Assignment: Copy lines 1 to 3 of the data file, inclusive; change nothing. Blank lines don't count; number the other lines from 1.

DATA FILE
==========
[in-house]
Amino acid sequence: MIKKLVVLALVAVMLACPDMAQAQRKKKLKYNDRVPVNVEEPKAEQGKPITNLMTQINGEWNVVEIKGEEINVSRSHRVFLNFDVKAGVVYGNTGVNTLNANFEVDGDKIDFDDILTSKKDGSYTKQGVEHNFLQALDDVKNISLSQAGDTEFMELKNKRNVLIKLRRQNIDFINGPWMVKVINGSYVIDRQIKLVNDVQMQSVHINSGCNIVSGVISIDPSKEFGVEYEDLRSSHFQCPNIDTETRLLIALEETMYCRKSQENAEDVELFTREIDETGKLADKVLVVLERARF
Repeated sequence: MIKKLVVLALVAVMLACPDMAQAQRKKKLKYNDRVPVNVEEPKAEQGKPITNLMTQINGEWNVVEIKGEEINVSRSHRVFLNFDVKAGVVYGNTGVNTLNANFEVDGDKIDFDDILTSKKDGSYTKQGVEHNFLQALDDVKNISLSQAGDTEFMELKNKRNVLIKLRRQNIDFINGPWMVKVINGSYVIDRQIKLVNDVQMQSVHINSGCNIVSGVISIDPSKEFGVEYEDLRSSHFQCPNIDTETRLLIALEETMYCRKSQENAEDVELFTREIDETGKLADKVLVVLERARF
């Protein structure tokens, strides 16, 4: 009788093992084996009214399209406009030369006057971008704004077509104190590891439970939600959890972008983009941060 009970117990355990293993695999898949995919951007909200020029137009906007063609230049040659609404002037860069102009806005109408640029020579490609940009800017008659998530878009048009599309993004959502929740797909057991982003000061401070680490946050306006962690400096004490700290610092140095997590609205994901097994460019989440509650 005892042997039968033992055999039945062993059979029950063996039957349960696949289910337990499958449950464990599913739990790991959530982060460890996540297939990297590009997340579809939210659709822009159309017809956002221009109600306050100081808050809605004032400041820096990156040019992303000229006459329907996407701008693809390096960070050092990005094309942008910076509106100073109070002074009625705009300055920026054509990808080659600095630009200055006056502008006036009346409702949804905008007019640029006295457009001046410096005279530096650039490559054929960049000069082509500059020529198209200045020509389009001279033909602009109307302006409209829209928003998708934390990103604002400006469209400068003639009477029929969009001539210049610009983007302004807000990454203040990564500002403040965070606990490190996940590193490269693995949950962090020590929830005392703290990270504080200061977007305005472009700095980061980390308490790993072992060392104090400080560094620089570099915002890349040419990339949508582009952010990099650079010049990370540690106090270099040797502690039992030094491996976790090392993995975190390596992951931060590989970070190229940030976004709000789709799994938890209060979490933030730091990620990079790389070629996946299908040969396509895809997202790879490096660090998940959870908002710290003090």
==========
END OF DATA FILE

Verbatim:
[in-house]
Amino acid sequence: MIKKLVVLALVAVMLACPDMAQAQRKKKLKYNDRVPVNVEEPKAEQGKPITNLMTQINGEWNVVEIKGEEINVSRSHRVFLNFDVKAGVVYGNTGVNTLNANFEVDGDKIDFDDILTSKKDGSYTKQGVEHNFLQALDDVKNISLSQAGDTEFMELKNKRNVLIKLRRQNIDFINGPWMVKVINGSYVIDRQIKLVNDVQMQSVHINSGCNIVSGVISIDPSKEFGVEYEDLRSSHFQCPNIDTETRLLIALEETMYCRKSQENAEDVELFTREIDETGKLADKVLVVLERARF
Repeated sequence: MIKKLVVLALVAVMLACPDMAQAQRKKKLKYNDRVPVNVEEPKAEQGKPITNLMTQINGEWNVVEIKGEEINVSRSHRVFLNFDVKAGVVYGNTGVNTLNANFEVDGDKIDFDDILTSKKDGSYTKQGVEHNFLQALDDVKNISLSQAGDTEFMELKNKRNVLIKLRRQNIDFINGPWMVKVINGSYVIDRQIKLVNDVQMQSVHINSGCNIVSGVISIDPSKEFGVEYEDLRSSHFQCPNIDTETRLLIALEETMYCRKSQENAEDVELFTREIDETGKLADKVLVVLERARF